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1 September 2009 Cranial Mechanics and Functional Interpretation of the Horned Carnivorous Dinosaur Carnotaurus sastrei
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Abstract

Three-dimensional finite element analyses were performed on the cranium of the horned theropod Carnotaurus sastrei to assess how it would have performed mechanically during biting and frontal butting. This technique proved to be an effective tool to provide a better understanding of the cranial functional morphology of C. sastrei. The analyses indicated that the jaw-closing musculature of C. sastrei would have played a key role in diminishing the stress level on the cranium during biting, particularly for the braincase. Force analyses show that C. sastrei would have had a comparatively weak (and faster than Allosaurus fragillis) muscle-driven bite. The finite element analyses also provide quantitative evidence to suggest that the cranium of C. sastrei could have withstood high velocity impacts to its teeth resulting from a hypothetical hatchet-like biting mode, but could not have endured severe, rapid frontal blows during agonistic encounters.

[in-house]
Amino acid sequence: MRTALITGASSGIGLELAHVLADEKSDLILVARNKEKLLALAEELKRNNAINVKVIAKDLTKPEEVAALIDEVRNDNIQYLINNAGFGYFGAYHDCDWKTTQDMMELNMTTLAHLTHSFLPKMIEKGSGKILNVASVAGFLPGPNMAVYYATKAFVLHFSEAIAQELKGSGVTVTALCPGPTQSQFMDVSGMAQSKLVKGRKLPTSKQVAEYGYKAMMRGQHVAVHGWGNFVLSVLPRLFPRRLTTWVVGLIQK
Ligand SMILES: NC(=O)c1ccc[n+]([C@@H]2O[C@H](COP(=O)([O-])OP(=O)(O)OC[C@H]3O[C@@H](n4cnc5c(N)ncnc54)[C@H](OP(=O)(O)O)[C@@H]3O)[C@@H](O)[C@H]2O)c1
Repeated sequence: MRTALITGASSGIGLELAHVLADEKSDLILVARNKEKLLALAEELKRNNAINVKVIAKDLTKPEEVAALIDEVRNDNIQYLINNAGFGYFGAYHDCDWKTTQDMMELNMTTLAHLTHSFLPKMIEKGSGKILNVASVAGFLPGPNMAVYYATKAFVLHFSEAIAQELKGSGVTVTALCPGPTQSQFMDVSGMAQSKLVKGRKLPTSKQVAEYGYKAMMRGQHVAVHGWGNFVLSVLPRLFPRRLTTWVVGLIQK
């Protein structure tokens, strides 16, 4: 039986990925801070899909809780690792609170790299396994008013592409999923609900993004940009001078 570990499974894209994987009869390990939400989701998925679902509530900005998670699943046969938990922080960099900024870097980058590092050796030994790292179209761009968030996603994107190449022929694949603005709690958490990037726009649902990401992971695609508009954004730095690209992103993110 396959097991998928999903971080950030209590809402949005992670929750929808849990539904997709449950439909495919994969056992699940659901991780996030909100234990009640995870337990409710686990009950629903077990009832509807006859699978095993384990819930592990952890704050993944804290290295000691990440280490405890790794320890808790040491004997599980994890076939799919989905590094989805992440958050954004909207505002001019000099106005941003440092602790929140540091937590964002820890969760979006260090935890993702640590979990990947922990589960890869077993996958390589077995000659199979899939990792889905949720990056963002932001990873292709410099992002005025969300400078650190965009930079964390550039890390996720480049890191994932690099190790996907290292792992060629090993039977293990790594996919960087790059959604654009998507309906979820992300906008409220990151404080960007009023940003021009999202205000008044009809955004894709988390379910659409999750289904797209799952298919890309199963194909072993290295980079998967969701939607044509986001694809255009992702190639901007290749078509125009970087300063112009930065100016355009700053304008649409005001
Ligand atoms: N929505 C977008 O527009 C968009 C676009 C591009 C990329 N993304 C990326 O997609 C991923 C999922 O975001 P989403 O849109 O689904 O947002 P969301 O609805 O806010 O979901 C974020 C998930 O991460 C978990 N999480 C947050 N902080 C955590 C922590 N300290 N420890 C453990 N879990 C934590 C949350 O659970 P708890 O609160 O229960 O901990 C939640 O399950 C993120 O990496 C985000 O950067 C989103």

© 2009 by the Society of Vertebrate Paleontology
Gerardo V. Mazzetta, Adrián P. Cisilino, R. Ernesto Blanco, and Néstor Calvo "Cranial Mechanics and Functional Interpretation of the Horned Carnivorous Dinosaur Carnotaurus sastrei," Journal of Vertebrate Paleontology 29(3), (1 September 2009). https://doi.org/10.1671/039.029.0313
Received: 21 July 2008; Accepted: 1 October 2008; Published: 1 September 2009
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